It pays to be a psychiatrist for the state of California. When a federal court forced the state to improve inmate care in 2006, prisons raised pay to attract psychiatrists. Between then and now, one couple earned nearly $5 million, all paid for by taxpayers. Another 16 psychiatrists made more than $400,000 per year. Some saw their salaries literally double. The effects have been damaging. Bloomberg reports:
The jockeying between agencies for the same doctors demonstrates a payroll system run amok and chronic mismanagement, said Jeffrey Sonnenfeld, senior associate dean at the Yale University School of Management and founder of a training institute for chief executive officers.
“Even though this all took place in California, such apparent recklessness is almost too over the top for Hollywood,” Sonnenfeld said. “These irresponsible public officials have artificially constrained the market with an unnaturally limited supply pool, either due to laziness, incompetence, corruption or all of the above.”
To be fair, the picture is complicated. Many prisons and mental health facilities are understaffed, and most of them can save money by placing their psychiatrists on-call rather than hiring more of them. What’s more, the work is not easy. Some of these jobs involve spending long hours in intimate contact with very troubled people in facilities located in remote areas. As the California union president said, “You have to give them an incentive.”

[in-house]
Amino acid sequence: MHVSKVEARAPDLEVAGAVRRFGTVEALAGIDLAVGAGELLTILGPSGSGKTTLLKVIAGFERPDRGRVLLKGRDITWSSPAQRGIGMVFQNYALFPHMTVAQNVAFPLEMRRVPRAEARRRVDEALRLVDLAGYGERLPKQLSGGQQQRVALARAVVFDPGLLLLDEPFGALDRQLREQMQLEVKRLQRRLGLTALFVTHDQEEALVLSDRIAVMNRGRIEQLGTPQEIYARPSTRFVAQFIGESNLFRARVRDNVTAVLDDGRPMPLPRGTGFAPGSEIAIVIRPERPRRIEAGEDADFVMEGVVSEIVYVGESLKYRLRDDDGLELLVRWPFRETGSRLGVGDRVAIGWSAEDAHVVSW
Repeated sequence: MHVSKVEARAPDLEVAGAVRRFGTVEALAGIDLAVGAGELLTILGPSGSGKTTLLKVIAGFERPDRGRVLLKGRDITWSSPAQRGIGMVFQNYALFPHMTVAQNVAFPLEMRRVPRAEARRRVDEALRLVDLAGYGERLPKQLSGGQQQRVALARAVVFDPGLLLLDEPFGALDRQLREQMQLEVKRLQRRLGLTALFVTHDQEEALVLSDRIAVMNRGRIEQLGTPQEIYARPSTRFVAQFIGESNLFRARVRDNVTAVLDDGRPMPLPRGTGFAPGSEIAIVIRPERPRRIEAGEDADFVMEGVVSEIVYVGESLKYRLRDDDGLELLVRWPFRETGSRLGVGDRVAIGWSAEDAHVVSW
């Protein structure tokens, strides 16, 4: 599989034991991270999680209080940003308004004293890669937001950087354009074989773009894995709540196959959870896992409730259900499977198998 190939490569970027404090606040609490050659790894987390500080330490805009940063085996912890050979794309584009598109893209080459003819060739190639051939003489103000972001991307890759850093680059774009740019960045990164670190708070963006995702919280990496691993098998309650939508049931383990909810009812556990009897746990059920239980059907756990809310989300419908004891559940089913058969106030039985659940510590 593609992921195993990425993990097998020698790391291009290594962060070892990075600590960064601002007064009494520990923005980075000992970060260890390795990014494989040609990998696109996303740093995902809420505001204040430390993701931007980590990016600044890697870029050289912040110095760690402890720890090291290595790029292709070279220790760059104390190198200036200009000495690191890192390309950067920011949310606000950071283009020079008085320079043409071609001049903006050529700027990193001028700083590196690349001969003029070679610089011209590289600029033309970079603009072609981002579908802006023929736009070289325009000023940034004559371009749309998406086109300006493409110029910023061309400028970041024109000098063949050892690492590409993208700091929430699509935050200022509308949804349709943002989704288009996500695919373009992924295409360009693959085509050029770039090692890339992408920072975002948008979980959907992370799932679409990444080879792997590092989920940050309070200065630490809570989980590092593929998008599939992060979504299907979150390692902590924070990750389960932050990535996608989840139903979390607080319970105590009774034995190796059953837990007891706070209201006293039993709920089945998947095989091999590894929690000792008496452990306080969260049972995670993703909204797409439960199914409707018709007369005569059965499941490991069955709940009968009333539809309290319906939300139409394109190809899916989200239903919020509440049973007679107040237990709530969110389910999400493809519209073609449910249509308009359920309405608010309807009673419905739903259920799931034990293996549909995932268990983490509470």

But inefficiency and mismanagement are out of control in California. Many psychiatrists are being paid disruptively high hourly rates, even while they sleep. One man was paid for an average of 17 hours per day last year, including Saturdays and Sundays. He brought home $822,302.
At some point, California will need to follow Wisconsin and Michigan in tackling public employee compensation problems like these. When it does, expect a long and painful fight. No one ever said change was easy.